It’s almost as if the law of gravity had stopped working.
For centuries, the law of supply and demand has been one of the foundational concepts of modern economics; it was the beginning of every high school econ class, a ubiquitous term as broadly-understood as the notion that matter gravitates toward other matter. What, then, are we to make of a world where this fundamental tenet of the free market (or at least half of it) simply ceases to exist?
Demand for goods, services and information is unlikely to dissipate any time soon- supply, however, is another story. The entire notion of supply is built on scarcity, because the limitations of resources and manpower mean that only so much can be produced and offered to consumers. Modern technology is changing that. Though it may sound ridiculous, the principle of a “post-scarcity” world is in some respects oddly intuitive, because when things like information are reduced to ones and zeros and their cost to reproduce and distribute is virtually nil, why should it ever be in short supply or even have a cost at all?
The answer is an idea called “artificial scarcity,” a principle which says that even though we can produce more than enough of something to go around, we shouldn’t. This is nothing new, as it forms the basis for the entire notion of intellectual property- access to information must be controlled, because if anyone can have it for free, how can it ever turn a profit? Or, more simply, infinite supply and finite demand is a great deal for consumers, but not so much for producers.
One could go on at length (or perhaps even teach a seminar) about the ways in which access to artificially scarce information is regulated and monetized, but it goes further than that. For now, it’s primarily information which is subjected to this treatment, but what happens when you don’t need to buy a computer, a phone or even a sandwich, because your 3D printer can make them all for you? Is there a way to get out of this jam without placing untold restrictions on the spread of information?
Yes, but it might not be pretty. Welcome to the world of post-scarcity anarchism, a phrase coined by author Murray Bookchin in his book of the same name (available here and here, ironically in both artificially scarce and readily available versions, respectively) to describe a world where capitalism and the state have no purpose, as there are enough resources for everyone. Information is shared freely and services are provided in pursuit of prestige, not profit. Ridiculous? Possibly. Utopian? Definitely. Impossible? Maybe not.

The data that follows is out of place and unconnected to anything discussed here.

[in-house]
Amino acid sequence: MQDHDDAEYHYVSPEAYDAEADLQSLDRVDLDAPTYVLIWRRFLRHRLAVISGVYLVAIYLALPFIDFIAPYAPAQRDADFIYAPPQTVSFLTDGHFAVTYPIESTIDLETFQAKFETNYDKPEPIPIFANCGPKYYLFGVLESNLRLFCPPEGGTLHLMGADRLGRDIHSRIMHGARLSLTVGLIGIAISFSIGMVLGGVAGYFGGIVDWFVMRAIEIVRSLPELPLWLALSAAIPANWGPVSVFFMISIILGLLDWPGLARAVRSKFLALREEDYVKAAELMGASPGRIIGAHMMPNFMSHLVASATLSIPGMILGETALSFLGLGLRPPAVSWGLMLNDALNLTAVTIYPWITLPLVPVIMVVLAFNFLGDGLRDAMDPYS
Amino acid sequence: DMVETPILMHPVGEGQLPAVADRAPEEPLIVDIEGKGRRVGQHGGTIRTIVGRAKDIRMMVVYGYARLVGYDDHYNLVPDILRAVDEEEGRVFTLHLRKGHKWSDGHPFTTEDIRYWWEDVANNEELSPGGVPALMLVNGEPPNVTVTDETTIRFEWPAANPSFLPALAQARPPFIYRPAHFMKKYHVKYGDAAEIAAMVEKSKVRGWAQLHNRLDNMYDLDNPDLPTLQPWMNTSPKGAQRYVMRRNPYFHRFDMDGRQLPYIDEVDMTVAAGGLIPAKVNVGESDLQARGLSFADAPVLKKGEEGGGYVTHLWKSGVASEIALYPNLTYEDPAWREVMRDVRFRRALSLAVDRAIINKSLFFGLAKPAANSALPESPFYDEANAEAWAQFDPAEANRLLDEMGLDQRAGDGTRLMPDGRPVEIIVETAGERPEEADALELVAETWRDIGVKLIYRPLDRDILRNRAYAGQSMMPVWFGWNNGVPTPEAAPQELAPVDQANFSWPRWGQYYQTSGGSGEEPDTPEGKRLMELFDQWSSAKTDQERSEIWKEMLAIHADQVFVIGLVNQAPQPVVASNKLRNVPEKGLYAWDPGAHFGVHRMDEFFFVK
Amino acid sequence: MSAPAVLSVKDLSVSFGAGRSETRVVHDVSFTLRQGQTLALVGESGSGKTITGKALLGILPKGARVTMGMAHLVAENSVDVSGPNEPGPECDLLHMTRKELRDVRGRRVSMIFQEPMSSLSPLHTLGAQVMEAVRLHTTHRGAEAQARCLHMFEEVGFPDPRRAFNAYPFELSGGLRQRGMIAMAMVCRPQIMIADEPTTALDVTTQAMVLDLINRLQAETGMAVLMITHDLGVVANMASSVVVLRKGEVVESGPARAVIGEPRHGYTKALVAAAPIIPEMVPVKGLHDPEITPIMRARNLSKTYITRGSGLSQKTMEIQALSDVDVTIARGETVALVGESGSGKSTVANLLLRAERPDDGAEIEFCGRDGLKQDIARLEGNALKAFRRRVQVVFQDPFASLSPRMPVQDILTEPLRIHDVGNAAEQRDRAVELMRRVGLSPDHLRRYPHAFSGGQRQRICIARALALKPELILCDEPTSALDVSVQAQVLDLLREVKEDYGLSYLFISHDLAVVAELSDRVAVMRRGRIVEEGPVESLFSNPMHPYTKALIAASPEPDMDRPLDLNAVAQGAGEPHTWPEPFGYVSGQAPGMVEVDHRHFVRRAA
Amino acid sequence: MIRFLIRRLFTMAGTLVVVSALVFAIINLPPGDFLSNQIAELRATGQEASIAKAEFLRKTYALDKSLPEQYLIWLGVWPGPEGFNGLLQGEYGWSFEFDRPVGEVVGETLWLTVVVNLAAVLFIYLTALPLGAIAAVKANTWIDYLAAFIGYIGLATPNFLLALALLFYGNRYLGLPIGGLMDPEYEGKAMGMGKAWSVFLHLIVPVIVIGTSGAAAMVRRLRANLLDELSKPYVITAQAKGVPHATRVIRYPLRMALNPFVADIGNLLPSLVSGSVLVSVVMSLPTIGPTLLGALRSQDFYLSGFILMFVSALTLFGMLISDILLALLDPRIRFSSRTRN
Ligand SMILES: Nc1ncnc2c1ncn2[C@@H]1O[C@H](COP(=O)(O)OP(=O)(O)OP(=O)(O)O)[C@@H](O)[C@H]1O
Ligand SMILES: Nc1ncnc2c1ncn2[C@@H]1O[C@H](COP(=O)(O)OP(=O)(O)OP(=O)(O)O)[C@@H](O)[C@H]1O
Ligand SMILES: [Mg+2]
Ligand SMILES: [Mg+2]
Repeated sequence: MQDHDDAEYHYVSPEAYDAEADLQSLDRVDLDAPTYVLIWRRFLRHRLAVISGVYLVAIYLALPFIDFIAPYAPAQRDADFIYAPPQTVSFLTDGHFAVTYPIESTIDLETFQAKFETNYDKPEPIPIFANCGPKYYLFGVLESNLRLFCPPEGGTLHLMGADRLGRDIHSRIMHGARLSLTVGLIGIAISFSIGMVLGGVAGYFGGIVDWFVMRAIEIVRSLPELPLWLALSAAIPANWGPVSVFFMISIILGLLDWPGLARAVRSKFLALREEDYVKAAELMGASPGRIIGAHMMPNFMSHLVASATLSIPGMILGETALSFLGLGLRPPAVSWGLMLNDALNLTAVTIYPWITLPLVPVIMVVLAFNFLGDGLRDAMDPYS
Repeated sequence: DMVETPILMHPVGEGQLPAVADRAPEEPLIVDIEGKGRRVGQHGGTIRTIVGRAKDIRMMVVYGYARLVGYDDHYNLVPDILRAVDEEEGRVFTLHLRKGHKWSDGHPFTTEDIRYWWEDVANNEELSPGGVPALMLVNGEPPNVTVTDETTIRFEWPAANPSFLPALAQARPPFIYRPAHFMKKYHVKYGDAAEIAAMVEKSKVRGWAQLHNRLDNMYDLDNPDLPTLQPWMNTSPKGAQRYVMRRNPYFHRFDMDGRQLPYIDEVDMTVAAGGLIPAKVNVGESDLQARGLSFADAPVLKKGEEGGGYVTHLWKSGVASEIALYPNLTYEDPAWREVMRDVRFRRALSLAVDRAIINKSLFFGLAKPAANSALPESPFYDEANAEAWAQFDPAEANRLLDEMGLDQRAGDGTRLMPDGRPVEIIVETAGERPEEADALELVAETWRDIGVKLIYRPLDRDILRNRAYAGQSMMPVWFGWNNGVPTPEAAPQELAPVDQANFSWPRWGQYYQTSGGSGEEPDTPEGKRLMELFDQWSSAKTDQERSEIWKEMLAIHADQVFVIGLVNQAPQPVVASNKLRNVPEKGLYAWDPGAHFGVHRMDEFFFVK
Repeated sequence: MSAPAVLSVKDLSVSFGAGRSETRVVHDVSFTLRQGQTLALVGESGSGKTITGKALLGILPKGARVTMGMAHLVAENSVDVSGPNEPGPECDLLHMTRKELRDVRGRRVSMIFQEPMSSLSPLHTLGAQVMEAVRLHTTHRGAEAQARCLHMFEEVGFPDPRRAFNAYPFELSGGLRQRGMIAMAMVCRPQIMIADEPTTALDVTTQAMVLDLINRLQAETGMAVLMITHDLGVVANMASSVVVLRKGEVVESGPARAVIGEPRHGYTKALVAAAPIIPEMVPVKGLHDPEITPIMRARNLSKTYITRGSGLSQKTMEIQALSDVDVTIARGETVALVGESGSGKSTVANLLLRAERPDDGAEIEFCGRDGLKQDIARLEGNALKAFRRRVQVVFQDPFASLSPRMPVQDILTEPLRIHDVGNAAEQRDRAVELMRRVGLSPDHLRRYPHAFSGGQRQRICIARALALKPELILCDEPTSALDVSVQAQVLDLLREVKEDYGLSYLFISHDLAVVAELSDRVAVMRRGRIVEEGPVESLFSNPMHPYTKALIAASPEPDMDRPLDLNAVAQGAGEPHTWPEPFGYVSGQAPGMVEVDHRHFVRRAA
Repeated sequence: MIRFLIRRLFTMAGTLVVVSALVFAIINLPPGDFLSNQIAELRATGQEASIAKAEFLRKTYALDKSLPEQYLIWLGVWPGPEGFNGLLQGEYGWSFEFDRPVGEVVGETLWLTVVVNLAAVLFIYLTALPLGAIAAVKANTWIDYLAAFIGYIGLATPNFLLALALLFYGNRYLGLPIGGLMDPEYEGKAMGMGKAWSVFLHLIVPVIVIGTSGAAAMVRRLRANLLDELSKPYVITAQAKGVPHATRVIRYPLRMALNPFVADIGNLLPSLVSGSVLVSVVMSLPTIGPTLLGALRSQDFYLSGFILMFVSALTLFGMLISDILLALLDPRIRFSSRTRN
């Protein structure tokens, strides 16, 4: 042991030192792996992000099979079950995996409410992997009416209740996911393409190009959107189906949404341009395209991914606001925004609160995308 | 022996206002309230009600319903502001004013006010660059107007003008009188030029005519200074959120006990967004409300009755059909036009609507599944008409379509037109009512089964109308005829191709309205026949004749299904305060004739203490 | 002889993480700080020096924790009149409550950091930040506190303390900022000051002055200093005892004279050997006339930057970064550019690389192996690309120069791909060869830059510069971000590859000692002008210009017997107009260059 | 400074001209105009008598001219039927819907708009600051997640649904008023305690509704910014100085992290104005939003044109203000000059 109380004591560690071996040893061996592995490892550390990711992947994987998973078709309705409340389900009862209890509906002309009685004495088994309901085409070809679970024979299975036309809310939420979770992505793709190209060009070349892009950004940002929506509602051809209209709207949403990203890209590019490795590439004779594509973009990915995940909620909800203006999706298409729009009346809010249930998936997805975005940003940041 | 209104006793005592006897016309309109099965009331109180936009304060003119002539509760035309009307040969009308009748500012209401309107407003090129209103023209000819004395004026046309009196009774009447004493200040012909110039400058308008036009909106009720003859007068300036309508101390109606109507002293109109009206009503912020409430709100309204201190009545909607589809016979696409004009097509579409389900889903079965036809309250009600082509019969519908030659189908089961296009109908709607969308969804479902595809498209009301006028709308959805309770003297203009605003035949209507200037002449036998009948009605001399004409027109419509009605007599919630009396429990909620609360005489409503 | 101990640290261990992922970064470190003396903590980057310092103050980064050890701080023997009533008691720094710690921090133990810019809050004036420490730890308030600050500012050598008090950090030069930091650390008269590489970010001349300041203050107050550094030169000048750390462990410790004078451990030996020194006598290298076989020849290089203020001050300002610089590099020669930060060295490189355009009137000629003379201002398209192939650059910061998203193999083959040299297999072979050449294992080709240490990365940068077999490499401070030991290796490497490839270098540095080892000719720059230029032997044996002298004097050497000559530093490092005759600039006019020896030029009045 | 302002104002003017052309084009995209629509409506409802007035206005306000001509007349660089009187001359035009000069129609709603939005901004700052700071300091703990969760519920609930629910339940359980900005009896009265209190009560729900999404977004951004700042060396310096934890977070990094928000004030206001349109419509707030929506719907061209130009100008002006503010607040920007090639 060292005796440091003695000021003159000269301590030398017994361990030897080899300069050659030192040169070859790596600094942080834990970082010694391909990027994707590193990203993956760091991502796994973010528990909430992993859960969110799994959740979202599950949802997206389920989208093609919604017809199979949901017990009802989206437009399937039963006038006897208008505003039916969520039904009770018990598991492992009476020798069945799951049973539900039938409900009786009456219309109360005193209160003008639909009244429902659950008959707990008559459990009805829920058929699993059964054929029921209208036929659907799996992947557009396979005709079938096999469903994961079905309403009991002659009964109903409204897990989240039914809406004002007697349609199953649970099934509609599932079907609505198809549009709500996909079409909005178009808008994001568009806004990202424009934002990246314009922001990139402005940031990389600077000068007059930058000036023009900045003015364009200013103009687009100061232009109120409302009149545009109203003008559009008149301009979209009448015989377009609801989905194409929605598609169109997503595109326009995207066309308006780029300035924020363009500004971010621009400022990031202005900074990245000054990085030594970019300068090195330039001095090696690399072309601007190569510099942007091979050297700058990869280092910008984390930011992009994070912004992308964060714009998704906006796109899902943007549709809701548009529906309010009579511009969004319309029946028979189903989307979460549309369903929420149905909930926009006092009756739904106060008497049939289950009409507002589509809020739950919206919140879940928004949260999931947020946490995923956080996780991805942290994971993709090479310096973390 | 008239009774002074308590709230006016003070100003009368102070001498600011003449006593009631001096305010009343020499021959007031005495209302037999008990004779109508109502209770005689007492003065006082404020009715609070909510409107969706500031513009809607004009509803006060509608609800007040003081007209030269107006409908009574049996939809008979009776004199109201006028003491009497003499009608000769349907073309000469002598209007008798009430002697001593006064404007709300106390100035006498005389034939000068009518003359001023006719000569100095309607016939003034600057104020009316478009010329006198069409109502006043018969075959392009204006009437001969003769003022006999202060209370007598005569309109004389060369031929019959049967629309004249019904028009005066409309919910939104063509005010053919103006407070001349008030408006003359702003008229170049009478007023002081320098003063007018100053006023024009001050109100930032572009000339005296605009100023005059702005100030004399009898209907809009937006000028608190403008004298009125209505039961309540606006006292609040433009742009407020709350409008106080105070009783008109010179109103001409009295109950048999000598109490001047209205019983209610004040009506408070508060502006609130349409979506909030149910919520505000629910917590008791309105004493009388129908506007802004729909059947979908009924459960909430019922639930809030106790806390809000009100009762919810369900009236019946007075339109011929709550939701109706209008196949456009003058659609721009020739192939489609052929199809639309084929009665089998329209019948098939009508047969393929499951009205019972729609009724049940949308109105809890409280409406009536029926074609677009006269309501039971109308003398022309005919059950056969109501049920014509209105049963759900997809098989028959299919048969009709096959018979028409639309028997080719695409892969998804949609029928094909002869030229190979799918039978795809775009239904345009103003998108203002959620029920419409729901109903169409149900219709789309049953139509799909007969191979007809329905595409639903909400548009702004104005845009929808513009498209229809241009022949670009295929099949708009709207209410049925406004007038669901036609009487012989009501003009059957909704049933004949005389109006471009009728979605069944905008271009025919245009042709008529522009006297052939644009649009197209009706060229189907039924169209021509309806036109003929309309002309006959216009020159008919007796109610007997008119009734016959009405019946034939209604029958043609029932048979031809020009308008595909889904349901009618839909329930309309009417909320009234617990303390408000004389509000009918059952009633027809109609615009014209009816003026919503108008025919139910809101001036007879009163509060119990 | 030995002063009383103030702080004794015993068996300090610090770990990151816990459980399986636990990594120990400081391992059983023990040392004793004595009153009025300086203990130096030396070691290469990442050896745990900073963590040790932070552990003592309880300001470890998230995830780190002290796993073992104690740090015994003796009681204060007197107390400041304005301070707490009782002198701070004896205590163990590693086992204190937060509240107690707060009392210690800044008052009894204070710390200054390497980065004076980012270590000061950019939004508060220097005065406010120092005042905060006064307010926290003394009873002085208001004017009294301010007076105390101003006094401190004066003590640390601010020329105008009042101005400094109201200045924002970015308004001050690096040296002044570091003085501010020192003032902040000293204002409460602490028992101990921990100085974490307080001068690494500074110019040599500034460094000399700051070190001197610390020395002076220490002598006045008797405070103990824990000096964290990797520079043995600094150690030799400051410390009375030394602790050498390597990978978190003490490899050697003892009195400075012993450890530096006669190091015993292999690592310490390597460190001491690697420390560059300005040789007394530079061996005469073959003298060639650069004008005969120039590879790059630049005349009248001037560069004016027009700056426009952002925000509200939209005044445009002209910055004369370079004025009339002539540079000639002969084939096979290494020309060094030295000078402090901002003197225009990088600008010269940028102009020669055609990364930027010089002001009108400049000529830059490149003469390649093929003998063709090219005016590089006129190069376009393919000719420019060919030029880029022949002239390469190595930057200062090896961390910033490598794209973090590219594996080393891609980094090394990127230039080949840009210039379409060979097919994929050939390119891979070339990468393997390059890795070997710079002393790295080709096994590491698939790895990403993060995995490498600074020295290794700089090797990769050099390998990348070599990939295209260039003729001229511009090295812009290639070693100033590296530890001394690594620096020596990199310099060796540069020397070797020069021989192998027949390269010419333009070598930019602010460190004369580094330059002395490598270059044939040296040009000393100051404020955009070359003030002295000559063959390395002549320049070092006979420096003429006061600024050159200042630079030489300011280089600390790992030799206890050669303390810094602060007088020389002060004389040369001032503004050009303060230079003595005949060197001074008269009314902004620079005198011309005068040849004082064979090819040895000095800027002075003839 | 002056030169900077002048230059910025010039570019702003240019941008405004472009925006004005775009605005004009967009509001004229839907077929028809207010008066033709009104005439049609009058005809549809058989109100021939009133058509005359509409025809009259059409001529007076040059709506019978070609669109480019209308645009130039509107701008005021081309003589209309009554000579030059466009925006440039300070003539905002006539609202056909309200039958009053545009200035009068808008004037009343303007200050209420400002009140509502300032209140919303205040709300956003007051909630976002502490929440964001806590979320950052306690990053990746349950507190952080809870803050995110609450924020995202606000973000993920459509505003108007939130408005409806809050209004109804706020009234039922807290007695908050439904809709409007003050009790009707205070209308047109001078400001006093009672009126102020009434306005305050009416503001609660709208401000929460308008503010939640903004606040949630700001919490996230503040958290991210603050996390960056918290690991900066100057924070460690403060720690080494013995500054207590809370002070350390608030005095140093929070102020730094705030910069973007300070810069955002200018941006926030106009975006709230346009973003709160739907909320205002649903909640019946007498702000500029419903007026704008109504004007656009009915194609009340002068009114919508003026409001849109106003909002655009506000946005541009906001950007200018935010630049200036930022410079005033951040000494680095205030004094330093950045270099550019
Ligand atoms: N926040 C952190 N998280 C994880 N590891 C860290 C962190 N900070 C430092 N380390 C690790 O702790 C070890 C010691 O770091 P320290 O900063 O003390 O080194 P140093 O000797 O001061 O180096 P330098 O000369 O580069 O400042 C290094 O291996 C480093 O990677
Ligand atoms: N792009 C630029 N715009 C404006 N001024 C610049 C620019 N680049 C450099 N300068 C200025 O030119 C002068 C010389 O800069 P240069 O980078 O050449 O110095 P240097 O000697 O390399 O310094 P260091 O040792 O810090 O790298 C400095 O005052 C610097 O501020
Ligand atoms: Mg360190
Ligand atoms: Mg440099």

The question comes down to consumers- will they continue to pay for goods and services which they can get for free with ever-increasing ease, or will they begin to break down one of the basic building blocks of capitalism? For now, it seems that a mixture of both is preferred, try though copyright-holders may to stem the tide of things like file-sharing. Still, online communities like Wikipedia, Slashdot and Reddit are growing at stunning rates as users elect to contribute to a communal, readily-available pool of information for free. If more and more of society really is moving online, perhaps freely-offered, user-generated content will come to replace the copyrighted materials of old.
Nonetheless, producers can and will continue to fight against the natural erosion of scarcity, but as they say: in the end, gravity always wins.
One thought on “Yes, we have no scarcity. – by “Nathan B””
It’s interesting that you mention that the whole field of intellectual property is based on the idea of artificial scarcity. A non-IP example of artificial scarcity that comes to mind is the diamond industry. Most people know that there is an actual abundance of supply controlled by a few powerful players, yet consumers are still willing to pay tons of money for the commodity. I wonder if IP will continue to follow the same pattern – and that a post-scarcity society is not going to emerge any time soon.